The biochemistry of cytochrome P450 is an interesting topic in biology and chemistry due to the importance of their functions to human health, but also has relevance to biotechnology. As such, understanding the catalytic mechanism of the P450s is crucial to assigning their applications. In this regard, it is often required to develop biomimetic models or synthetic analogues of their active sites for chemical investigation. In this thesis, I have investigated the mechanistic details of a novel cytochrome P450 Peroxygenase, OleTJE whose reaction with long chain fatty acids gives a mixture of alpha- and beta-hydroxy fatty acids and terminal alkenes. Our QM/MM calculation on its reaction mechanism reveals regioselective formation of these products and suggests how it can be bioengineered to alter the product distribution towards terminal alkene. We also studied the reactions of cytochrome P450 in drug metabolism and reveal the factors that determine the regioselectivity of substrate hydroxylation over desaturation in P450 isozymes. Spin-selective products formation was observed; the energy gaps between O-H and C-O bonds formed, and the pi-conjugation energy determines the extent of desaturation in addition to perturbations by environmental influences in the binding pocket as revealed by QM/MM study. The reaction of [(L52)FeIII(OOH)]2+ biomimetic model with aromatic compounds such as benzene and anisole as studied with DFT shows that hydroxylation occurs by direct C-O bond formation rather than an initial low-energy homolytic O-O bond cleavage which is slightly higher in energy. Moreover, the homolytic cleavage activates the oxidant toward reaction unlike in the heme where heterolytic cleavage occurs to form an active oxidant. This was followed by determining why phenol is a dominant product over ketone which is the primary product in reaction with aryl compounds. We also investigated the chemical and reactivity differences between nonheme iron(IV)-tosylimido and iron(IV)-oxo oxidants as biomimetic models of reactive intermediates in certain enzyme reactions. The iron(IV)-tosylimido complex has larger electron affinity and will react better with sulfides in an electrophilic addition than the iron(IV)-oxo which react faster in hydrogen atom transfer. These studies have employed computational analysis in most cases, and used to provide support for experimentally-obtained data where they exist; and have revealed fascinating bio(chemistry) of heme and nonheme iron-containing enzymes and oxidants with various substrates.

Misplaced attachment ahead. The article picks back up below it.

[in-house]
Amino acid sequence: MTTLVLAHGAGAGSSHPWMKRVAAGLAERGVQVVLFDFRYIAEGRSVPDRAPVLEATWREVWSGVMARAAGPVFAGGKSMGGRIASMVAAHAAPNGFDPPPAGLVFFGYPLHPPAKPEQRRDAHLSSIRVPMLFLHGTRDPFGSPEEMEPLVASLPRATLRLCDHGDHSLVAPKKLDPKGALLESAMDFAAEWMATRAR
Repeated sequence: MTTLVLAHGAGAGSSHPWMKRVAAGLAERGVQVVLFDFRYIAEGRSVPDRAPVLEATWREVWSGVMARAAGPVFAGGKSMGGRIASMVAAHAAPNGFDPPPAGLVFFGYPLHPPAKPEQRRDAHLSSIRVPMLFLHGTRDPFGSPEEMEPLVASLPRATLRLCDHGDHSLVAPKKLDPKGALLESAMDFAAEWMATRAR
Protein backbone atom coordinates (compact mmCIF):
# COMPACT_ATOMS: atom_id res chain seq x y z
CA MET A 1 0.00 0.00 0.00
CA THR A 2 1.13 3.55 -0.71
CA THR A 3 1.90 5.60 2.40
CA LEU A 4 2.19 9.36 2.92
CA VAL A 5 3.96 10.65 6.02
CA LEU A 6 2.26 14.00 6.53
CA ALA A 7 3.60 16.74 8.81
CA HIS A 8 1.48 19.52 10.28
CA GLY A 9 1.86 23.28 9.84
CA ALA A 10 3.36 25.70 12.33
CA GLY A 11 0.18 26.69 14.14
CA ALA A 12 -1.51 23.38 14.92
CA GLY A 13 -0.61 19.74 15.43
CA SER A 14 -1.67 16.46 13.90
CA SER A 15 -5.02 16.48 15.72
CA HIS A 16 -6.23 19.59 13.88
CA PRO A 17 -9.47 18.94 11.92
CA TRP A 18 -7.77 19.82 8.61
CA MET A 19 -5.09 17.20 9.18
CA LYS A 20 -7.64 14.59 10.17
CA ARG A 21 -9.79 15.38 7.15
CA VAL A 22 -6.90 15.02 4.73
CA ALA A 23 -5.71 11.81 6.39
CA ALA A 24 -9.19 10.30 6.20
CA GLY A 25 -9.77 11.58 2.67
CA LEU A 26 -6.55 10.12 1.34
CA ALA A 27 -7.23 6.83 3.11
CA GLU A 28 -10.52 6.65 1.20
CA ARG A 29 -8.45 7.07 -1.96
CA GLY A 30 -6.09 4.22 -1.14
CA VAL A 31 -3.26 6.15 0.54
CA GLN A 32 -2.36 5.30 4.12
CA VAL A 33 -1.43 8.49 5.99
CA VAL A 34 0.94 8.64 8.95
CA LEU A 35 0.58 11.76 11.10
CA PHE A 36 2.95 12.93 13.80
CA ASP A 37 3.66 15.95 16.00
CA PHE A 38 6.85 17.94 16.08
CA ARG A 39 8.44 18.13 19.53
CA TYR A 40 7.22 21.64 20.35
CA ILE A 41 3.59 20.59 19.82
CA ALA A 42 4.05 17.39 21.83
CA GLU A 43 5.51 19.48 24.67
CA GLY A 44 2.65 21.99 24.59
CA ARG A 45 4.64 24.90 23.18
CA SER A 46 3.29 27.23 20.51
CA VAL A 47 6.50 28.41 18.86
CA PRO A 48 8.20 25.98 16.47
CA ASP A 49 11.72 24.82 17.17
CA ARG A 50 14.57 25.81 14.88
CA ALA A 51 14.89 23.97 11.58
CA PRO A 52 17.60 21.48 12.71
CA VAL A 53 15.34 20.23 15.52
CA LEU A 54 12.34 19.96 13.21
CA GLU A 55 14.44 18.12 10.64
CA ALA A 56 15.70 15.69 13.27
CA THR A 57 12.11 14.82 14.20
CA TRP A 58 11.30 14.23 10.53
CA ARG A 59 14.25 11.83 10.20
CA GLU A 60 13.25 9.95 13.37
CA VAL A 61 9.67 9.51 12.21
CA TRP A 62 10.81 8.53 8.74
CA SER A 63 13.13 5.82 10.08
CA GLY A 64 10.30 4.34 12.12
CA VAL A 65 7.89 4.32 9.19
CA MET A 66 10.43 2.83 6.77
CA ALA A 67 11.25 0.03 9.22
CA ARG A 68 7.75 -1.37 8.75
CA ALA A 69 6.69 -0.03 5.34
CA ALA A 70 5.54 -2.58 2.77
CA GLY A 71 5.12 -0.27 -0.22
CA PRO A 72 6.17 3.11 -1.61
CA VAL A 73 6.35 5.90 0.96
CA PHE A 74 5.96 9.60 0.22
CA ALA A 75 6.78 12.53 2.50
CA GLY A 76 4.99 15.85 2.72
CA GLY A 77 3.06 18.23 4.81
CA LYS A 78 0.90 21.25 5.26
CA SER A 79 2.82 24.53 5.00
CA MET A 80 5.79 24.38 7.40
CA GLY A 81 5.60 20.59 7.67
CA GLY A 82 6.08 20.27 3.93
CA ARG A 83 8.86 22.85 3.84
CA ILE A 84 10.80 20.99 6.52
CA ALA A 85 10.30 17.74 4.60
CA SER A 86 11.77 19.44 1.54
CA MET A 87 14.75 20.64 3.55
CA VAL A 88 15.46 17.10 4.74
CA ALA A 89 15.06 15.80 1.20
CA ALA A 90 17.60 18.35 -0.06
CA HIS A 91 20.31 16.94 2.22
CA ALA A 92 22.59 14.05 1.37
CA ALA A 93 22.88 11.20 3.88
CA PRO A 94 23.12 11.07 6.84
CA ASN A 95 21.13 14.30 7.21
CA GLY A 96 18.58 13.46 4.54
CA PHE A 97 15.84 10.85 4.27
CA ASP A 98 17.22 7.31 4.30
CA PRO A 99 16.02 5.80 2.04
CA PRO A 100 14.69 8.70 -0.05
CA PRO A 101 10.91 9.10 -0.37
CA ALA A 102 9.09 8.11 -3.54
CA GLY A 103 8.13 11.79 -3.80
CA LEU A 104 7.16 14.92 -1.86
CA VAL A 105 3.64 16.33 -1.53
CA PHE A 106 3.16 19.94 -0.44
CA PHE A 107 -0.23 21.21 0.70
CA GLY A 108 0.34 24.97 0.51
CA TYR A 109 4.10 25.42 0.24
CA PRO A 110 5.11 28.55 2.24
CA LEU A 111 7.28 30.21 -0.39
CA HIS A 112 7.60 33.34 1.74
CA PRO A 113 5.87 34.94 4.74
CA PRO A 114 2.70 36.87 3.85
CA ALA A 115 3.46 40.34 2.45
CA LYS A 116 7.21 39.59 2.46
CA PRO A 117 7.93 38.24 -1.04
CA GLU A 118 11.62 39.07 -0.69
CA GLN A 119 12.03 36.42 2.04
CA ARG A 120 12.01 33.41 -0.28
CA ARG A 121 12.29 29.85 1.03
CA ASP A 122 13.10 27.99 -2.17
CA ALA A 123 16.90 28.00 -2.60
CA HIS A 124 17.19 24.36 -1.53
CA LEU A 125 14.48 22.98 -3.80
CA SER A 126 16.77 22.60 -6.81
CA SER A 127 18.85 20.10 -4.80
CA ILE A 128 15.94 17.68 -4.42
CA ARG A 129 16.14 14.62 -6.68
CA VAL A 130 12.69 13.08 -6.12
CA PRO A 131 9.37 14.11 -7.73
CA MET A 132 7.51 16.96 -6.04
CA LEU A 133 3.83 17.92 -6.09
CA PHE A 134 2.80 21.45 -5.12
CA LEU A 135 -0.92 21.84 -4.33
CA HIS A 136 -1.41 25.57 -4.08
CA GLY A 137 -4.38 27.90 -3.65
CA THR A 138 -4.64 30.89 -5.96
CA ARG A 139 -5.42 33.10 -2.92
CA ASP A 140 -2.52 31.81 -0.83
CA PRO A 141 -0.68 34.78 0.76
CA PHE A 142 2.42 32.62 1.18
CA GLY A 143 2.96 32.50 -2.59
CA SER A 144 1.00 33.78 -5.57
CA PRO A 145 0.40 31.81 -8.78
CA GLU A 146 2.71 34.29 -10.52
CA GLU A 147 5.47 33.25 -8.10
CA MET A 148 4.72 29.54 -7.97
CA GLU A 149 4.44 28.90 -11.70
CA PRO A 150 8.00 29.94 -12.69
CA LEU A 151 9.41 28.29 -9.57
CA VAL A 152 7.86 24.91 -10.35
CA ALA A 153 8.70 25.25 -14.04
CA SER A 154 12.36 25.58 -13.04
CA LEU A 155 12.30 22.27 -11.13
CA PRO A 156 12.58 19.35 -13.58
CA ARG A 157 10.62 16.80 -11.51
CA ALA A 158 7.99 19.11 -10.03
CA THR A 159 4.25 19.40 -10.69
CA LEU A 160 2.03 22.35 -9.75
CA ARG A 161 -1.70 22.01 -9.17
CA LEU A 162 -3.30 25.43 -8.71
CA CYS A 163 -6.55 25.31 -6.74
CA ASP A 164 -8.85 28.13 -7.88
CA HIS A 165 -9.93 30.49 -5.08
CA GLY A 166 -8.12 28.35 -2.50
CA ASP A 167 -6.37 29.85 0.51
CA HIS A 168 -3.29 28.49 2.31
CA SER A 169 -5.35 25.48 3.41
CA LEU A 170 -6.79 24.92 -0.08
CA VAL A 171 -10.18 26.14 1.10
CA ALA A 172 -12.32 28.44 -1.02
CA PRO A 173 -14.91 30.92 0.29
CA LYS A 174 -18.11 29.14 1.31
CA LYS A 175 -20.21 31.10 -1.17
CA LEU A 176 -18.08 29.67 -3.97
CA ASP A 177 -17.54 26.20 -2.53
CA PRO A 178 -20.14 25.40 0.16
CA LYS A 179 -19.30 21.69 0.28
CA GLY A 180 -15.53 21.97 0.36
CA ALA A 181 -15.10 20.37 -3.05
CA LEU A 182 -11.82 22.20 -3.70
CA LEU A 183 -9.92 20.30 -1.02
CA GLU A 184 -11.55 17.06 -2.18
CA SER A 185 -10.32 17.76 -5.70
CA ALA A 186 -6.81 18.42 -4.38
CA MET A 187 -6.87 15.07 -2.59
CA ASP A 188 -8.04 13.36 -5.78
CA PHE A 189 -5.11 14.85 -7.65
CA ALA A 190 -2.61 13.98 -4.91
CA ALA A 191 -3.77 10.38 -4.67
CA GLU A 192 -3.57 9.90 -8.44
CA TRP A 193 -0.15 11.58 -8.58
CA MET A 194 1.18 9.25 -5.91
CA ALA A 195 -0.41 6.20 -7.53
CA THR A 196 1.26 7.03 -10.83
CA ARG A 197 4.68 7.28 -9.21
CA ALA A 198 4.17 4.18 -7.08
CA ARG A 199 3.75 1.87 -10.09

|Date of Award||31 Dec 2016|
- The University of Manchester
|Supervisor||Samuel De Visser (Supervisor) & Andrew Munro (Supervisor)|